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Am J Respir Crit Care Med. 2000 Dec;162(6):2218-20.

Reduced nasal nitric oxide in diffuse panbronchiolitis.

Author information

1
Department of Internal Medicine, School of Nursing, Asahikawa Medical College, Asahikawa, Hokkaido, Japan. kin@asahikawa-med.ac.jp

Abstract

Diffuse panbronchiolitis (DPB) is a pulmonary disease of unknown origin with inflammation in the respiratory bronchioles, bronchiectasis, and recurrent sinusitis. Patients with DPB suffer from chronic airway infections resulting from mucociliary dysfunction. Whereas a high concentration of nasal nitric oxide (NO) has been documented in healthy subjects, only two diseases are known to reduce nasal NO: primary ciliary dyskinesia syndrome and cystic fibrosis. We hypothesized that patients with DPB have abnormal levels of nasal NO. To test our hypothesis, we measured NO with the chemiluminescence technique. Air was sampled directly from the nose in 15 healthy subjects and eight patients with DPB. Nasal NO was 88% lower in DPB patients than in the age-matched control subjects (69 +/- 70 versus 556 +/- 87 nl/min; p < 0.001). Treatment with erythromycin for 2 wk did not alter the nasal NO in four control subjects. DPB is the third pulmonary disease in which nasal NO is low. The reduced nasal NO may well be involved in the pathogenesis of DPB, and NO measurements may serve as a noninvasive test in the diagnosis of DPB.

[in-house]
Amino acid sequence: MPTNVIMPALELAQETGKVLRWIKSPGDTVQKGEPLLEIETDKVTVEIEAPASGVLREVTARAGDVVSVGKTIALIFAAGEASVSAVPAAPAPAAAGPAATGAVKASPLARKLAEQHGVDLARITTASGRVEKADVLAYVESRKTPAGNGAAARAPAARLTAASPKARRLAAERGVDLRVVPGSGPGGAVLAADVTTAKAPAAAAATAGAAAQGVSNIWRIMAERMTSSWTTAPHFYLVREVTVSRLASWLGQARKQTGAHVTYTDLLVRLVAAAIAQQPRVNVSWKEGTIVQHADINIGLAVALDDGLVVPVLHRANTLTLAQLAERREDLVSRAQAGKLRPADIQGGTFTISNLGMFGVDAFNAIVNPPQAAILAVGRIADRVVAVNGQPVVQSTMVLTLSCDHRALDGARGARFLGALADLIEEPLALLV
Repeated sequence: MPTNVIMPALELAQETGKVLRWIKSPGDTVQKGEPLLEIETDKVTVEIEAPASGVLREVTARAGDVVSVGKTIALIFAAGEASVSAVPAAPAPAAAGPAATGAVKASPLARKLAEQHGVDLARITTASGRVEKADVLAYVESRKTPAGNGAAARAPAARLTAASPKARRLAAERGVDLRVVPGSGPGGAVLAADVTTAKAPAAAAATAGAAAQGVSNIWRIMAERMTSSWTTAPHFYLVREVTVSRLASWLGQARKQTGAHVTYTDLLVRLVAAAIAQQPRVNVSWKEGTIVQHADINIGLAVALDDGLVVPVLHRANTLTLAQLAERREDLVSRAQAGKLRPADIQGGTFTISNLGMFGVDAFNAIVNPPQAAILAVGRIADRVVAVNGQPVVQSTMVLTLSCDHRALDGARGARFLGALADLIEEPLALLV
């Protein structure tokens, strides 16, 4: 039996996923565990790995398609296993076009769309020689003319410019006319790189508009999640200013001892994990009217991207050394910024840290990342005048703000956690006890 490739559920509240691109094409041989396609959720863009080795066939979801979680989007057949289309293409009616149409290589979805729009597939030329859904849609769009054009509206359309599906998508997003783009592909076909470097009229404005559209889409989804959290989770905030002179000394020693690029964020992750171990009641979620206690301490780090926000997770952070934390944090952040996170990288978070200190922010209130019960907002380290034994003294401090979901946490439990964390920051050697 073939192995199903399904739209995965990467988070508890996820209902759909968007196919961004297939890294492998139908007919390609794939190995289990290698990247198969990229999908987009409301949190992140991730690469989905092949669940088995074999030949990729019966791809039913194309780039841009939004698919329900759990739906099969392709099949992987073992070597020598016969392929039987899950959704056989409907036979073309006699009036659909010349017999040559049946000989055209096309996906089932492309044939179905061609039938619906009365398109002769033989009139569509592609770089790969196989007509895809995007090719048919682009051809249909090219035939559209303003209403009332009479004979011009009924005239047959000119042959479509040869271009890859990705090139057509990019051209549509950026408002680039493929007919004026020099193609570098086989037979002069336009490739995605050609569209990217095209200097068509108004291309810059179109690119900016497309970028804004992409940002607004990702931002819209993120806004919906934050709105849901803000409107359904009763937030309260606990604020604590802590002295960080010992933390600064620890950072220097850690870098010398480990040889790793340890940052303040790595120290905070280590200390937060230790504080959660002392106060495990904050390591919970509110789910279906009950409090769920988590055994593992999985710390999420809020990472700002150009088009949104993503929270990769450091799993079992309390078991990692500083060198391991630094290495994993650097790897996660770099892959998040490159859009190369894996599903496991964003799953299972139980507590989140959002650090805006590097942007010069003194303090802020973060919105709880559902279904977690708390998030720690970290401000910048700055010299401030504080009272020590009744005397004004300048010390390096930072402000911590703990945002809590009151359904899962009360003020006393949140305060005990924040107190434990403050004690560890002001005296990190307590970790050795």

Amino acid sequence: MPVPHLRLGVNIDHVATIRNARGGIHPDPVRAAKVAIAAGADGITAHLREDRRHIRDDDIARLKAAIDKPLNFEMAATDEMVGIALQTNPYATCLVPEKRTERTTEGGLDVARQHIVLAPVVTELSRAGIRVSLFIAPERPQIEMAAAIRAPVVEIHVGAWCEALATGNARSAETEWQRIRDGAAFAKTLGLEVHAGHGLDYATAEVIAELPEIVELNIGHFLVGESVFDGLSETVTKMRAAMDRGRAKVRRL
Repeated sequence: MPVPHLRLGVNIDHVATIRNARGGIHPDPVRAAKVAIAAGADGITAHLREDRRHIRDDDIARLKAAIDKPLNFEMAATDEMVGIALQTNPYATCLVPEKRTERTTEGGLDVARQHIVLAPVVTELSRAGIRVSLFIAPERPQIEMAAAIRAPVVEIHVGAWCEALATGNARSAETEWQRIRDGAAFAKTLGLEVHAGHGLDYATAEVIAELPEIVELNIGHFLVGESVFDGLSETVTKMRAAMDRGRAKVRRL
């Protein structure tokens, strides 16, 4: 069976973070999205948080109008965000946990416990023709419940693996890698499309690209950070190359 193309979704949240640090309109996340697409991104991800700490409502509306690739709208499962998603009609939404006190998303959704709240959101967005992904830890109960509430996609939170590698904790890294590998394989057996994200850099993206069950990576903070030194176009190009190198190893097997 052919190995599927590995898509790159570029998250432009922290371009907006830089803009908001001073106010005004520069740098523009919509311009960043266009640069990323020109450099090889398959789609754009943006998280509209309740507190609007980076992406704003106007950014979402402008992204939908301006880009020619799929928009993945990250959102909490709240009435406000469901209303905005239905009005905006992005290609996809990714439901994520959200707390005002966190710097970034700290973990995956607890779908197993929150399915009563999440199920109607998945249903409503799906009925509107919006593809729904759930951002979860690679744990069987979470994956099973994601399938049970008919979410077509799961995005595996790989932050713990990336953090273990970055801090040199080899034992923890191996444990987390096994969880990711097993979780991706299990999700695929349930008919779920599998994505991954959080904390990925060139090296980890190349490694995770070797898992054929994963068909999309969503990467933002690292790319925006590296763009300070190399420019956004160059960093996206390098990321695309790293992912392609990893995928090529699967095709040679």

PMID:
11112141
DOI:
10.1164/ajrccm.162.6.2003051
[Indexed for MEDLINE]

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